I had a memorable ride with her to the train station just before she
died; she spoke of the trips she took in recent years to the various
countries and remote places in China (including the first plane ride).
She spoke with such excitement that she could hardly contain herself!
She was half-retired by then, family burdens were more or less released
from her, she was free for the first time! I remember watching her steering
the car with an intensity as if she was steering her life for the first
time, she spoke of wanting to live her own life while she can (she quoted
a line from a TV commercial without knowing it, it was very cute!).
It must have been the merest little peek into her heart which was going
through intense life reflections, perhaps the deaths of husband and
her sisters strikes a chore in her heart that was ignored for too long.
I felt like she was a dear friend sharing her heart felt feelings with
me, not the aunt that I used to know, and I do believe that angels took
her to spare her from watching her mother (my grandmother) died, with
a bonus of some fun at the end of her life journey.
My grandmother was the toughest woman I know, she lived until she was
106 (or 105 or
no one knows). The abandoned first wife by my
grandfather who was the mayor of the town at the time, supposedly a
respectable gentleman and was with a well off family background! He
brought home a mistress one day who quickly took over everything my
grandmother had to live by, and when he died, the family was buried
deep in debts and the mistress was nowhere to be found. There were a
lot of juicy details to the drama of course; none of us could forget
them because grandmother made sure we dont. She lived by herself
in the same house, at the same village for the rest of her life and
her daily ritual was going to the family shrine in the morning, burning
incense for the ancestors and then talking to my grandfather in a bitter
sweet tone of how he had mistreated her ... for most of the day no matter
what she might be doing!
She carried this ritual all the way through her life, I mean all the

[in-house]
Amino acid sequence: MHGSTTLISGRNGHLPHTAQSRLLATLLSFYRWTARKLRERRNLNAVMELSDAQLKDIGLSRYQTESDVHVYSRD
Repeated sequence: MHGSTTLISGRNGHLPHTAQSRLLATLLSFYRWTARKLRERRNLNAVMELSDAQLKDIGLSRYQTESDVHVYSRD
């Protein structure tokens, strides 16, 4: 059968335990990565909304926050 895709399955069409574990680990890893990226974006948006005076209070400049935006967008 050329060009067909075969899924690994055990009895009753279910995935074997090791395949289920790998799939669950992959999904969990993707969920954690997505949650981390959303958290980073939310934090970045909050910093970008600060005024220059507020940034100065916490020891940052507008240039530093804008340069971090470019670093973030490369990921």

way! In the last days of her life when she could hardly remember a thing
that happens 5 minutes ago, she could recall clearly events about "that
bitch" happened 70 years ago, she would tell the stories over and
over again! The secret of her longevity, we wondered, might be that
she wanted to live to tell for as long as she could and thats
the only thing that matters! In old days, the Chinese government would
build a stone gate to honor her!
My mother had a simple order for me while she was in the hospital "Go
back to school!" she said! I was at my sophomore year in a university
two hours bus-ride away from home. The next time I was called to the
hospital, she was already in coma, without another word from her, she
passed away in three days. I made it to the graduate school at Yale
for my mother five years later.
My baby brother was muted by the respirator in his last days; it might
have been part of his plan because he had always wanted everything to
be perfect, a perfect death might just be it! He was gay in his whole
life and we didnt know about it until we found out that he was
dying of AIDS in the hospital! In fact, I think he had plan to die on
the day he was sent to the hospital against his will, before that day,
there was no telling, no revelations, no shouting for helps of any kind.
He didnt ask us to doing anything for him, didnt ask to
see anyone, didnt mention a word of the things he left behind,
didnt cry, he was that strong it kills me.
When the last day came close his digestive system deteriorated so badly
we couldnt even inject liquid food to the tube, one day he wanted
a pen to write and asked for OREO cookies, he managed to put on a smile
and asked too for hugs from us. His will power carried him that far
to complete him by dying a dignified death he had planned, but at the
end, he was just a little boy, a baby brother of us
what he wanted us to remember.